A special firefighting team with the Sierra National Forest hiked into the mouth of the 56,900-acre Rough fire on Thursday to drop special equipment in the blaze’s path, and data recorded by the equipment may help prevent future wildfires.
The 10-man Fire Behavior Assessment Team made their way to within a mile of the wildfire, which is now the second largest currently burning in California, Rough fire public information officer Shawn Lenske said. The team placed sensors that monitor temperature and wind conditions as well as GoPro cameras at several locations in the Rough fire’s path.
Lenske, who also works as a firefighter in Los Angeles, said the team members dropped one set of sensors and cameras in an area that had recently burned and another in an area that has never burned. Firefighters hope to learn just how effective proscribed burns and brush clearing are in slowing the path of a large wildfire and use that information to adjust recommended preventive measures for community members in areas at risk of fire.
The cameras and sensors will also allow firefighters to study the fire itself as it passes over the equipment. This may help manage the Rough fire, which was only 25 percent contained as of Thursday morning.
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The ultimate goal is to gather information that may help firefighters in the future, Lenske said.
Lenske said the journey itself was dangerous. Firefighters typically don’t get so close to an active wildfire, and each member of the team receives additional training to handle such missions. Scouts watching the Rough fire’s movements remained in constant radio contact with the team, and members verbally discussed possible escape routes during every step of the hike.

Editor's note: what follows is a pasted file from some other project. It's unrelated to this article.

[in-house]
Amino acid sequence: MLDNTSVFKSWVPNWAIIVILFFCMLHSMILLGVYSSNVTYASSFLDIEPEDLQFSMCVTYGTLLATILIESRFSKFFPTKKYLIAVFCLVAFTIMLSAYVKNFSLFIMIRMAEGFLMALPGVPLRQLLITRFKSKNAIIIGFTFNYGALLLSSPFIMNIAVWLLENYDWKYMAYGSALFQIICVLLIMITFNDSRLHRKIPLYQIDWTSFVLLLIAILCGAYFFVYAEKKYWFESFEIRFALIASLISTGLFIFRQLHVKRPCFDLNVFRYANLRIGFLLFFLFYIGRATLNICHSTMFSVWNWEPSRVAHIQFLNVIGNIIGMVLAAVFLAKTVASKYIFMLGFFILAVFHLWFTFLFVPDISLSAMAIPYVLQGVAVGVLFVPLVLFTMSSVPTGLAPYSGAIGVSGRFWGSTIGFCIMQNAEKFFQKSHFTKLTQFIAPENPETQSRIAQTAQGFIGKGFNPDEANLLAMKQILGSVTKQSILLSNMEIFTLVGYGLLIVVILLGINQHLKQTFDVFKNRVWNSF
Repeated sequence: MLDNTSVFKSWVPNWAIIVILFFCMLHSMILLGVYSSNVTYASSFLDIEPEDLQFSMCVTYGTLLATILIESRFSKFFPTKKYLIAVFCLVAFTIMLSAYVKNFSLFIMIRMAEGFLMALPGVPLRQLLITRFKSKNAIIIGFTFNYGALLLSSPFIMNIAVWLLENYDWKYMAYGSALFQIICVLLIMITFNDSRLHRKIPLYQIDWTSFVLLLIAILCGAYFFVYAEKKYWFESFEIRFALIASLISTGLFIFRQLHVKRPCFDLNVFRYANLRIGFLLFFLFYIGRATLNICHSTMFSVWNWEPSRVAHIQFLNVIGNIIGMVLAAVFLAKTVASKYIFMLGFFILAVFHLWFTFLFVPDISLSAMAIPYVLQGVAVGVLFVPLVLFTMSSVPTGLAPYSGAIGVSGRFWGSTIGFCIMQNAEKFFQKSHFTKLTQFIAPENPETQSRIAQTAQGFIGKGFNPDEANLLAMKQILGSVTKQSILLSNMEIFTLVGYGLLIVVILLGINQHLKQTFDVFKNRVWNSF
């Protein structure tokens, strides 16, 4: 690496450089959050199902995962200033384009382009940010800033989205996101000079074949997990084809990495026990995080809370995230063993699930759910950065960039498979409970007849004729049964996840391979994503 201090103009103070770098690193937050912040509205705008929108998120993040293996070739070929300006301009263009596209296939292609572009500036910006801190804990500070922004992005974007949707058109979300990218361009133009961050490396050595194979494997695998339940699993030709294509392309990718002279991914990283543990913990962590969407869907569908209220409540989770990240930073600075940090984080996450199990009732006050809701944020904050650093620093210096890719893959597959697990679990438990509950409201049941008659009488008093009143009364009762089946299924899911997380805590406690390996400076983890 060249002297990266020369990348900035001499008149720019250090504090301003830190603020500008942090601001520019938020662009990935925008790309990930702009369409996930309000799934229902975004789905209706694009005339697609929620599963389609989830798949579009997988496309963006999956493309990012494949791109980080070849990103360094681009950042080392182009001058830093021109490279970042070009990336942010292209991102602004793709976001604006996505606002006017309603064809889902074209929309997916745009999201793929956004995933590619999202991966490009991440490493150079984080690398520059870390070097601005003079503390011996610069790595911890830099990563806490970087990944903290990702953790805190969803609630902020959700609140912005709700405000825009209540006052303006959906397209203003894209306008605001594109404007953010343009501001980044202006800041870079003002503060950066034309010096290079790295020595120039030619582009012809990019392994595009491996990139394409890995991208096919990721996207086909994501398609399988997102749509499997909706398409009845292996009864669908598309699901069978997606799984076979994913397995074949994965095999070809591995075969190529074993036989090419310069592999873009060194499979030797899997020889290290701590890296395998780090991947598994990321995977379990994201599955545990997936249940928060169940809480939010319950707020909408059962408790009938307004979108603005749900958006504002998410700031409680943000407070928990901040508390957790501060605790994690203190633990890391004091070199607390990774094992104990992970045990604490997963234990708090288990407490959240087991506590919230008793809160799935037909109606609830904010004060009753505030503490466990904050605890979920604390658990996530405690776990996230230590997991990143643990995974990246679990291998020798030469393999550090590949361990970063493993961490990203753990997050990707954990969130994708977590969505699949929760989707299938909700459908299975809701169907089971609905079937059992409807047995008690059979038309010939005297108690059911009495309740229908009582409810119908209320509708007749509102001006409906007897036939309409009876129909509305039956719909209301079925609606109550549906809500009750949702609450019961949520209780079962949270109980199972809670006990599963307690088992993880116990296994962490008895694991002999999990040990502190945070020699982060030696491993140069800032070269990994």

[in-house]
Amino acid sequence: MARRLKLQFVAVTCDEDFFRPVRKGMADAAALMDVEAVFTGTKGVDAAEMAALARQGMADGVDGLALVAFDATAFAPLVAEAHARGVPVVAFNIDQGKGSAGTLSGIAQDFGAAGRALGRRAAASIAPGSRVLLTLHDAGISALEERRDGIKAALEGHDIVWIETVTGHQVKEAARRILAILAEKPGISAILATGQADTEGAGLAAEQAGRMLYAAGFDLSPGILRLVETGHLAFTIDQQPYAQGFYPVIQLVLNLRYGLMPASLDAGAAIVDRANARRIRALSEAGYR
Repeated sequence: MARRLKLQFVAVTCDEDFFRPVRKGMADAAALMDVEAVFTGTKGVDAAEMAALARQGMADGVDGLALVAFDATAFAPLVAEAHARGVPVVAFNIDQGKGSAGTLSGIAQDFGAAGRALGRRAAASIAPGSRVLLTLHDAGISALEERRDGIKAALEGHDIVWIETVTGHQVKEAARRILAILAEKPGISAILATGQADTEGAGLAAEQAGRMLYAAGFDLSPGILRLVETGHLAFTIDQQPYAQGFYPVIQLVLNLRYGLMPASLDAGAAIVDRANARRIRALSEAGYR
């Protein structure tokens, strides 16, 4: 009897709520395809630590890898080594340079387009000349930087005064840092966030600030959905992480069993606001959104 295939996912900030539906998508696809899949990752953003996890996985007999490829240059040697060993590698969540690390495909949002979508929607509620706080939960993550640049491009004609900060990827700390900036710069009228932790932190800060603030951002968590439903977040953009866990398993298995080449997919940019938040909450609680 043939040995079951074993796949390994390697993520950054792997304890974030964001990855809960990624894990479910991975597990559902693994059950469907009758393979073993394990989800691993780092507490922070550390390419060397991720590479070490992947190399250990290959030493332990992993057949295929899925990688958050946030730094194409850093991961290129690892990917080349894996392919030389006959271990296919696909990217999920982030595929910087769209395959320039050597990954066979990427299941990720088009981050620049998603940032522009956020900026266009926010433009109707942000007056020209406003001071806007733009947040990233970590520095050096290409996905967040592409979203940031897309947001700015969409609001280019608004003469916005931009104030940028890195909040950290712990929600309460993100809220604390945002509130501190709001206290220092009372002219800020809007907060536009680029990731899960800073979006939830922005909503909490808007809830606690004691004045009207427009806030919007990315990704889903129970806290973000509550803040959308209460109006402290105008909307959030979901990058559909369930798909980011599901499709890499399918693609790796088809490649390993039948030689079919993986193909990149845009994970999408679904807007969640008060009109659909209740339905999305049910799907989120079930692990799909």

Once they reached their destination, the firefighters only had an hour to set up the equipment and leave, Lenske said.
Several other 10-man crews hiked into the John Muir Wilderness on Thursday to improve containment lines on the east side of the blaze. Lenske said these crews also had a limited amount of time to clear brush before hiking back.
The Rough fire continues to threaten structures in the Hume Lake and Balch Camp areas. It has claimed at least one structure, the Kings Canyon Lodge.
The blaze has cost an estimated $32.5 million to fight since it began with a lightning strike July 31.
More than 9,000 firefighters are battling 16 wildfires throughout California. More than 2,000 are currently fighting the Rough fire.